If the equine has been mistreated or handled harshly, it may bite to defend or protect itself. Take note of the horse’s body language. Is it baring its teeth, or are the ears pinned back? These could be signs that the animal feels threatened and is trying to protect itself.
Underlying health problems
Horse biting can be a sign of an underlying health problem. This is not always the first conclusion you draw, but it does warrant consideration. Body language is the quickest way to see if the horse’s biting is due to aggression, pain, playfulness, or illness.
If you suspect your horse is suffering from an illness, consult with a vet immediately. They will be able to provide a diagnosis for any concerns and provide treatment for the problem.
How To Reduce The Chances Of A Horse Biting
You can train a young horse to keep a respectful distance and to wait for treats to prevent biting. Reward them for good behaviour and withhold treats when they bite to show them that the habit is not acceptable. It’s advised to start this training as early as possible.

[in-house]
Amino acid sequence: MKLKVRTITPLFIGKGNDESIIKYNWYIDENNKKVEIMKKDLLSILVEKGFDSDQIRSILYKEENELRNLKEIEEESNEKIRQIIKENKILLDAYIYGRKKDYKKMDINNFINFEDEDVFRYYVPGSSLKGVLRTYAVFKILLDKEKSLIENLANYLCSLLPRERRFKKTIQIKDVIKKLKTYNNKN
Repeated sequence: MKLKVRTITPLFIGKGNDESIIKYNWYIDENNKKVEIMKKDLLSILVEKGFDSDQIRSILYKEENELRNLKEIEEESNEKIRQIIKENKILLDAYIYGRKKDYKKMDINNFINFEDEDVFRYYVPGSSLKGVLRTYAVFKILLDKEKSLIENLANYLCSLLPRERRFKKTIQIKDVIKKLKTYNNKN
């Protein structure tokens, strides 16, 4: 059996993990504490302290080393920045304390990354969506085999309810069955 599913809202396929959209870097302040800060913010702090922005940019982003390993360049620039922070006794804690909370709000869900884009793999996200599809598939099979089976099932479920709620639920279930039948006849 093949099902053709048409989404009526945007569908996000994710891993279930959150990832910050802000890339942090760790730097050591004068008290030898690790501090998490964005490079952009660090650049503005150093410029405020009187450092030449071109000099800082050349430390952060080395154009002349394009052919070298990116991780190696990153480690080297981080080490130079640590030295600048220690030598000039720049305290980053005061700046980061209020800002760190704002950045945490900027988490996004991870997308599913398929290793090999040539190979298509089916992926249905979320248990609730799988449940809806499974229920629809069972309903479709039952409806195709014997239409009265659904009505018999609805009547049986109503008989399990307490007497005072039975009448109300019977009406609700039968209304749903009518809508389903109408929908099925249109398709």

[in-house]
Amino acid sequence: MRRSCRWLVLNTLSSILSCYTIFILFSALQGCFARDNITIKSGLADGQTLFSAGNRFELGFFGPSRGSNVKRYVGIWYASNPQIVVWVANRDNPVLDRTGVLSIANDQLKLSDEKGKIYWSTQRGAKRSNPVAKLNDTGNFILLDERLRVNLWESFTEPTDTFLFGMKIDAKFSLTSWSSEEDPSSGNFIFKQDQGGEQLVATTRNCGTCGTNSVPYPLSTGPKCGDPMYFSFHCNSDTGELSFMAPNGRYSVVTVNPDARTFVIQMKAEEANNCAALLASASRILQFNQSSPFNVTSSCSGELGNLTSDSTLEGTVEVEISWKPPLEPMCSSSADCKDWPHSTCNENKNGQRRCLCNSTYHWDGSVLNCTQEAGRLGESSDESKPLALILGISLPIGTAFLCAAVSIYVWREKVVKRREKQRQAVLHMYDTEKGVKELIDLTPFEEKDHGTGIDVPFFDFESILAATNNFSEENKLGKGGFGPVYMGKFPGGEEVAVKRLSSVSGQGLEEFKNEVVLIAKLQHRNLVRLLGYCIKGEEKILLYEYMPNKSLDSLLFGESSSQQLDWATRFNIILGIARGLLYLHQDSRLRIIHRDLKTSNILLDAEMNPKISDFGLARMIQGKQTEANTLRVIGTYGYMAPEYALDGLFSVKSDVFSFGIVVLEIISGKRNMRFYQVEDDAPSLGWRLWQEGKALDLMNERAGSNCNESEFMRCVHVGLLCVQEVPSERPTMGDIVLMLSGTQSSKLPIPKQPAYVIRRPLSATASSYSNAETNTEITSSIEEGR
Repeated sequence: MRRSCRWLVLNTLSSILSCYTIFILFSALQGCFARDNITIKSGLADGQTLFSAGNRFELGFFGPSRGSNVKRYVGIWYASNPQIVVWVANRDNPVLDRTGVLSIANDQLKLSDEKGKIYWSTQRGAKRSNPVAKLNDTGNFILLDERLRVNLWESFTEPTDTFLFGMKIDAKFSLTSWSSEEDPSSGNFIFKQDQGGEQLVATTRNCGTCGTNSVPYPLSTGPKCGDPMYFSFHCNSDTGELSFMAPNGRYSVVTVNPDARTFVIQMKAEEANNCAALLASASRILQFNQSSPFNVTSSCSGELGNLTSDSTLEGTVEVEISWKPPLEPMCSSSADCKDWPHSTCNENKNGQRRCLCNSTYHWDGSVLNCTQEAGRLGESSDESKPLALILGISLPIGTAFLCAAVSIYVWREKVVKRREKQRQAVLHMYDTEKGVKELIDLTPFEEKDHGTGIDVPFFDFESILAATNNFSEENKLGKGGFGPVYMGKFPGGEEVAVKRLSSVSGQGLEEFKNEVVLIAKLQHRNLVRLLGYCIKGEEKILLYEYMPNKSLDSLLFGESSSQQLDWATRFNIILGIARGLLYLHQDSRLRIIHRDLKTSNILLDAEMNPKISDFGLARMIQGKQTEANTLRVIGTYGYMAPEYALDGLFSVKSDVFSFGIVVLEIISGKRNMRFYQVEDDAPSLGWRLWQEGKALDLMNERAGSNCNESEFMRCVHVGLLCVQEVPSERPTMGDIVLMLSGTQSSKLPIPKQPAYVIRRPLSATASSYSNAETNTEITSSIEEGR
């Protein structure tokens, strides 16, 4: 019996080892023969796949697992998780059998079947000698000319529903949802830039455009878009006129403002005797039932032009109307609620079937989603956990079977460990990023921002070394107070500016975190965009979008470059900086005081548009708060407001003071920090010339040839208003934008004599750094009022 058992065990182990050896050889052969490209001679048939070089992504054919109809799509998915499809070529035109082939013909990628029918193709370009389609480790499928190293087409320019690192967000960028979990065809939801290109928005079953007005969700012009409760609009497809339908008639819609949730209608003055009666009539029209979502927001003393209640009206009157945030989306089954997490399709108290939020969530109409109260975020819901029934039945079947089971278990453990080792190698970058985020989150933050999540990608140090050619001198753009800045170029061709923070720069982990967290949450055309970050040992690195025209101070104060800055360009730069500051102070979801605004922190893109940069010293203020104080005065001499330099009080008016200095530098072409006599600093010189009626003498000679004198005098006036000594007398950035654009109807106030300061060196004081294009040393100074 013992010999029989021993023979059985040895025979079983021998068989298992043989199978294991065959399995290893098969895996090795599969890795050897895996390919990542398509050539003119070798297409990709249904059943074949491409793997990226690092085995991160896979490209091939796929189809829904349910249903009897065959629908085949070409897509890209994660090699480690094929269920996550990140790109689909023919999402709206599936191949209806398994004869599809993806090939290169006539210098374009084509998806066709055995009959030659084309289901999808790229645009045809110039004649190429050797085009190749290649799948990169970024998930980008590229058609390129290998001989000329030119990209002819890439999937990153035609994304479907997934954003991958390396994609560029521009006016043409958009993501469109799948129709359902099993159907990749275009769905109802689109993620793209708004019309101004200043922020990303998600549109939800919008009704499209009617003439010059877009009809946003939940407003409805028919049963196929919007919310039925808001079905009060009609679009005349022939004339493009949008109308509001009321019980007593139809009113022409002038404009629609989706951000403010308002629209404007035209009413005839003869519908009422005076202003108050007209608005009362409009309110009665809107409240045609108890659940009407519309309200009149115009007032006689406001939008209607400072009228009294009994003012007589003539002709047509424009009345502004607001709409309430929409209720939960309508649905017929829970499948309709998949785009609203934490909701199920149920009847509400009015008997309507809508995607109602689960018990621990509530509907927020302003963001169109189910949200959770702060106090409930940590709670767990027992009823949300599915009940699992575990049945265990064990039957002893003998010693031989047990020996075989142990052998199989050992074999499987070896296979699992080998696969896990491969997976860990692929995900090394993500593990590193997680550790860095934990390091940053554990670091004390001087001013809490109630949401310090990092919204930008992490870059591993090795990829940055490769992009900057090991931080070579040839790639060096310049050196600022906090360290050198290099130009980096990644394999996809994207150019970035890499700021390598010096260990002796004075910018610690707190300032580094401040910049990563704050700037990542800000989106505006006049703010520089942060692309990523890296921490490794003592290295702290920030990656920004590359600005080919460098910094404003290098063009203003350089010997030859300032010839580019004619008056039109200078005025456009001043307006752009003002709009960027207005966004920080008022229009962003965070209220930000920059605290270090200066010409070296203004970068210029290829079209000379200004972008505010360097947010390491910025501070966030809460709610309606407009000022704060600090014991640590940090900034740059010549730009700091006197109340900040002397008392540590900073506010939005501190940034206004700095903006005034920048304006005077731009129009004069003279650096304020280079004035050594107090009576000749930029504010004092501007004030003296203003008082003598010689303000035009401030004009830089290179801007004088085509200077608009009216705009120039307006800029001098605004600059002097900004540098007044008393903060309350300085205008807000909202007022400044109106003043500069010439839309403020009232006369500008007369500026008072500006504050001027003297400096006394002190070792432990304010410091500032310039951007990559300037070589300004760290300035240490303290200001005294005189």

However, it’s important that you don’t irritate or frustrate the horse. Always be clear in your signals so that the horse understands what you want. Humans sometimes tend to forget that when we talk, we use gestures. It’s possible that a horse mistakenly picks up on these gestures and interprets them as instructions.
Another important point is to always double-check the bridle, bit, and saddle. If they hurt the animal, then it may bite to let you know it’s in pain.
Lastly, never move like blitz lightning when you’re with a horse. Approach the horse calmly and confidently, and avoid any sudden movements.
Horse Bite Wound Treatment
A bite can cause serious injury to a human, and you could be exposed to various horse bite infections.
Here are some simple steps to take to reduce the risk factors associated with horse-related injuries.
- Check the extent of the bite injuries. How deep is the wound? Is the skin broken?
- Check if there is any dirt or debris in the wound.
- Wash the wound under running water or with a wet, clean cloth to reduce the risk of infection.
- Use an antiseptic ointment and dress the injury with a sterile pad and bandage.
A doctor can treat minor bite wounds, but if there is a serious human injury, go to the emergency room immediately.